“The term is becoming a bit damaged, if you will, by the perception that there is no regulatory definition," Dr. Adams Hutt told FoodNavigator-USA. “So therefore it’s being used in many ways that frankly, I think have been attempts to invoke minimally processed status on something which is not so minimally processed. That’s where we’ve gotten ourselves in trouble and the luster on the natural claim has been tarnished.”
The lack of regulatory definition by the FDA or the USDA has admittedly given manufacturers a longer leash in terms of how they qualify it, but Dr. Adams Hutt maintains that there are certainly clear guidelines on what the agencies deem natural and not so natural.
The FDA does not object to use of the term if the food does not contain added color, artificial flavors, or synthetic substances. The USDA’s label approval program similarly says that any label on meat, poultry and egg products bearing a “natural” claim must be minimally processed and contain no artificial ingredients. “And they grant or don’t grant approval on ingredients claimed as natural on daily basis,” she noted.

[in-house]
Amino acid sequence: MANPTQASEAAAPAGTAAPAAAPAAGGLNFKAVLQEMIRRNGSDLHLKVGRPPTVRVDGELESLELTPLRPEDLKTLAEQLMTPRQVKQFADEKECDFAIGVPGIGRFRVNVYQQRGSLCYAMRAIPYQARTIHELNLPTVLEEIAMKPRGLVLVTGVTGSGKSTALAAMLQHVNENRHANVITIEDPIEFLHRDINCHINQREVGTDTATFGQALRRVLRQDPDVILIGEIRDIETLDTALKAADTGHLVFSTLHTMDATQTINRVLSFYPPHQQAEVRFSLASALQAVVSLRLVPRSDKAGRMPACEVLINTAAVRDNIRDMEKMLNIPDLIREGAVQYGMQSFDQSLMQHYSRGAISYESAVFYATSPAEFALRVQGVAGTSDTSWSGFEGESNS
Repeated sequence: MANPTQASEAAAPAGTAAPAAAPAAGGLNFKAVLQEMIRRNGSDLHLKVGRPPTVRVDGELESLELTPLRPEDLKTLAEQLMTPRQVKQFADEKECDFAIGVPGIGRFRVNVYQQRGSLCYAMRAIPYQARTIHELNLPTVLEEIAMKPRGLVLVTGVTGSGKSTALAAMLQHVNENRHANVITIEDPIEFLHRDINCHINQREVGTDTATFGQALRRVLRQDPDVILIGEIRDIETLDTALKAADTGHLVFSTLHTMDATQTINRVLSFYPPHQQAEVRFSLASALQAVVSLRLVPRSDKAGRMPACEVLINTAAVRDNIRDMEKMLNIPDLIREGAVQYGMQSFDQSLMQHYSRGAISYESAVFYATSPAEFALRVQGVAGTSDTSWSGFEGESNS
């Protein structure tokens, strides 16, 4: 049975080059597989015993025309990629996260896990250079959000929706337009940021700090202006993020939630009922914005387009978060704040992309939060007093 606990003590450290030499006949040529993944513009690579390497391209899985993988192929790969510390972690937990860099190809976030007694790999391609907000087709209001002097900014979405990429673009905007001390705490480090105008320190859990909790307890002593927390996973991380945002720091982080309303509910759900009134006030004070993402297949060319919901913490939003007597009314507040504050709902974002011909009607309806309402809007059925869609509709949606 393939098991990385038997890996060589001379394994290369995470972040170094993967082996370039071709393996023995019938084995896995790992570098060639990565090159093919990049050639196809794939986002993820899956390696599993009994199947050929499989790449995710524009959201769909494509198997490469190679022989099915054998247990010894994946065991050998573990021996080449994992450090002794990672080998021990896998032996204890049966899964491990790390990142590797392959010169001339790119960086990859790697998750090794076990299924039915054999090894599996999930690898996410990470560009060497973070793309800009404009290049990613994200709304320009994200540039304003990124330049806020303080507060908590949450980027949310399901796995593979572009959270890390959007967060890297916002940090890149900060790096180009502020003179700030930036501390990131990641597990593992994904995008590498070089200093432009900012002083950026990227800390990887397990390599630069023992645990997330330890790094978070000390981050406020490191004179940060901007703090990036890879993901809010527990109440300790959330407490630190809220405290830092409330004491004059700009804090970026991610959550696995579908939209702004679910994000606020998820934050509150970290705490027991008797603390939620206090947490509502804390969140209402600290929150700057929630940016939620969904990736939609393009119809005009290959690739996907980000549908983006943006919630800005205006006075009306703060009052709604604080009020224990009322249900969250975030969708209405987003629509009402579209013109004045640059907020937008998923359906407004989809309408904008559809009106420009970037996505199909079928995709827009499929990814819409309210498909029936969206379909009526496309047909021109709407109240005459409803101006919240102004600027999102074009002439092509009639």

The fuzziness surrounding the natural definition could be partially responsible for growing interest in organic, whose standards are very clearly defined by the National Organic Program.
“It’s not just about standard on food product, it’s about the method of manufacture—it’s quite comprehensive, rigorous and robust. It links to sustainability in a certain sense, to being mindful of resources to create that food item,” she said. But organic is much more amenable to minor use (specialty) crops such as kale and spinach as opposed to commodity ingredients, and appears to resonate best among health-conscious populations who are willing to pay a premium for the organic seal.
Still, there’s a shift happening among the majority of consumers, Dr. Adams Hutt says, toward asking for the food industry to provide cleaner label, minimally processed foods—not only for their perceived healthfulness, but because they carry related connotations that are increasingly important secondary and tertiary attributes, such as ethical production practices.